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Looking back at Open Space

Last weekend I helped organize the Dutch Open Space Code Day. This wasn’t the first open space event I’ve been to but it was the first one where I was involved in the organization. Kees Dijk and me got the idea from the UK Open Space Code days that are organized by Alan Dean. And with some help from Imtech ICT, who kindly provided space, coffee and lunch, we got going.

So what did we do all day?

After a short introduction we started the planning phase. This is typical of open space, there are no scheduled speakers, all the scheduling is done at the start of the first day. Attendees propose sessions themselves, IMG_1761everyone votes to see what sessions are most popular. Then sessions are shuffled around to fit the available time and space. The schedule stays fluid for the rest of the event but most of the planning is done right at the start.

I can imagine this is a nervous moment for most open space organizers. What if no-one wants to propose a session? We had nothing to worry about in this respect. Many of the attendees were accomplished speakers on other conferences and I was confident they would also step up here. I wasn’t disappointed. On the right is what the schedule looked like after a couple of minutes proposing sessions.

After the sessions were voted on, combined and thinned out a bit we got going. Subjects ranged from Silverlight to DDD and design by contract, all interesting stuff. The first round of sessions started a bit late. So after only an hour it was already lunch time.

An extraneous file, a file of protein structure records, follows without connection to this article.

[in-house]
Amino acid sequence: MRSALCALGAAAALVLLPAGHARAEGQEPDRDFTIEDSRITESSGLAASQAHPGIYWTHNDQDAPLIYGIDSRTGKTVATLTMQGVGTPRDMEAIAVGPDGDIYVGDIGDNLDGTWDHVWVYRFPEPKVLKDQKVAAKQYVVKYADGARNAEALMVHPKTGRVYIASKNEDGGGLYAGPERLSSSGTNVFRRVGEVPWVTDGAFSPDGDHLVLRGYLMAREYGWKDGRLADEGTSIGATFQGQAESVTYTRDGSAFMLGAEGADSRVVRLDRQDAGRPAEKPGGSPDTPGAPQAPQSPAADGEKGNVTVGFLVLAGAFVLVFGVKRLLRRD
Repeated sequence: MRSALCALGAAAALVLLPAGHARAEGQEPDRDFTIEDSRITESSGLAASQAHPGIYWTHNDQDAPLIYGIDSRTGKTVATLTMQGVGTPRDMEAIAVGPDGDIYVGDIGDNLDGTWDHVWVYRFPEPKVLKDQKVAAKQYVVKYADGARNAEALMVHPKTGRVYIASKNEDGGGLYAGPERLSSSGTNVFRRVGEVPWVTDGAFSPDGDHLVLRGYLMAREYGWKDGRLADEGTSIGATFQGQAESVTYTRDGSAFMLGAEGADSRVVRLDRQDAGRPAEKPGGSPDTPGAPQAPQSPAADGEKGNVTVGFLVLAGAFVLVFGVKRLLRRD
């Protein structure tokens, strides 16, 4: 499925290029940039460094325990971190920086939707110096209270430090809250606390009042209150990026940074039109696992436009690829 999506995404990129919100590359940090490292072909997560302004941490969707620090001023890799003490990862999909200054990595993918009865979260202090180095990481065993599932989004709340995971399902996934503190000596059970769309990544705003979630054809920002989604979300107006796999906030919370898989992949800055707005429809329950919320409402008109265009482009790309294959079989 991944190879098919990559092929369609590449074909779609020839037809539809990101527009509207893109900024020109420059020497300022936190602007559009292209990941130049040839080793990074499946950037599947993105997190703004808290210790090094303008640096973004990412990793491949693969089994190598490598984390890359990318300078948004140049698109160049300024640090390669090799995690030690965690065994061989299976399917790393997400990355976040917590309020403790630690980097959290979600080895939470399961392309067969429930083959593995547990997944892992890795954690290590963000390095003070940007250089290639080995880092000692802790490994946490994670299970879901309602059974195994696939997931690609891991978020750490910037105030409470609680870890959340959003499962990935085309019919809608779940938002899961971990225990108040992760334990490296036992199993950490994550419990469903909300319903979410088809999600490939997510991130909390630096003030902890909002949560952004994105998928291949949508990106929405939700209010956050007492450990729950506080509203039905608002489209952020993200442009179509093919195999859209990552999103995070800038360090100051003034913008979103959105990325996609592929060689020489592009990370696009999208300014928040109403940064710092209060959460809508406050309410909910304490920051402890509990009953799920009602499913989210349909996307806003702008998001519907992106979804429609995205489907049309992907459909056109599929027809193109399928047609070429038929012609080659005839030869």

Most people just ate lunch while continuing the morning sessions. We had plenty of time planned for lunch so after about an hour people started coming back to the main room to get some coffee and get ready for another round of sessions. The afternoon round of sessions went by just as fast as the morning sessions.

On the whole I can say the day was a success. I had some worries that there were too many high-profile speakers attending and that this would kill the interactive nature of open-space but this just didn’t seem to be a problem. A couple of things could go better. People didn’t really seem inclined to move from session to session. Normally this is a mechanism in open space that ensures attendees get the most out of the sessions and sessions that are less interesting die out. In this case the quality of content in all the sessions was very high so there wasn’t much need for people to move between sessions.

The focus of Open Space Code is supposed to be on coding. This never got off the ground. Most people had laptops and some code examples were shown but at the end of the day no code was checked in to the Google Code repository that was provided for this day. This probably had to do with the fact that people had to specifically ask to get access to the repository. Next time we’ll try to streamline this process by providing access to a version control system beforehand. This way people can prepare code samples before the event.

I also got some suggestions to make the sessions a bit shorter next year. This time we had two sessions of two hours each to give people enough time to actually do some coding. Next time we’ll probably do three 1,5 sessions instead. This might fit in better with lunch too.

All in all the day was a big success. I’m really looking forward to my next open space event.


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